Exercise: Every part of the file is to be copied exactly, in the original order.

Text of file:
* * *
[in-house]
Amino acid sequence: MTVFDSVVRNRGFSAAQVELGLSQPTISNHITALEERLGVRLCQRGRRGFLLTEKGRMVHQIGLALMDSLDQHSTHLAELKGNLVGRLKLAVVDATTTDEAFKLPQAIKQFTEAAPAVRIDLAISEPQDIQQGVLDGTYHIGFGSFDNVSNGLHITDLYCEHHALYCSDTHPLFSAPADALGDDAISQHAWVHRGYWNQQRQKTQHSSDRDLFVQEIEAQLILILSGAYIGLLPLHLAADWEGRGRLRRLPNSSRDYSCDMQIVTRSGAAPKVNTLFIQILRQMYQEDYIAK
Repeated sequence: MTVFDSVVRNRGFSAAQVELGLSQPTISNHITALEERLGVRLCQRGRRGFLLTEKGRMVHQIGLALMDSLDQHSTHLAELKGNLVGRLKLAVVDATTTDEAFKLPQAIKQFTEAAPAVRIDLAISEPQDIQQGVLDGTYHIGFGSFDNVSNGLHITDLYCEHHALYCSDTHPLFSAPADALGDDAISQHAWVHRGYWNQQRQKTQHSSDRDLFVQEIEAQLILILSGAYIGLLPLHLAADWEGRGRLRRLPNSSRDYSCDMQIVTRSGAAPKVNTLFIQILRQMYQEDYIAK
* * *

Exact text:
[in-house]
Amino acid sequence: MTVFDSVVRNRGFSAAQVELGLSQPTISNHITALEERLGVRLCQRGRRGFLLTEKGRMVHQIGLALMDSLDQHSTHLAELKGNLVGRLKLAVVDATTTDEAFKLPQAIKQFTEAAPAVRIDLAISEPQDIQQGVLDGTYHIGFGSFDNVSNGLHITDLYCEHHALYCSDTHPLFSAPADALGDDAISQHAWVHRGYWNQQRQKTQHSSDRDLFVQEIEAQLILILSGAYIGLLPLHLAADWEGRGRLRRLPNSSRDYSCDMQIVTRSGAAPKVNTLFIQILRQMYQEDYIAK
Repeated sequence: MTVFDSVVRNRGFSAAQVELGLSQPTISNHITALEERLGVRLCQRGRRGFLLTEKGRMVHQIGLALMDSLDQHSTHLAELKGNLVGRLKLAVVDATTTDEAFKLPQAIKQFTEAAPAVRIDLAISEPQDIQQGVLDGTYHIGFGSFDNVSNGLHITDLYCEHHALYCSDTHPLFSAPADALGDDAISQHAWVHRGYWNQQRQKTQHSSDRDLFVQEIEAQLILILSGAYIGLLPLHLAADWEGRGRLRRLPNSSRDYSCDMQIVTRSGAAPKVNTLFIQILRQMYQEDYIAK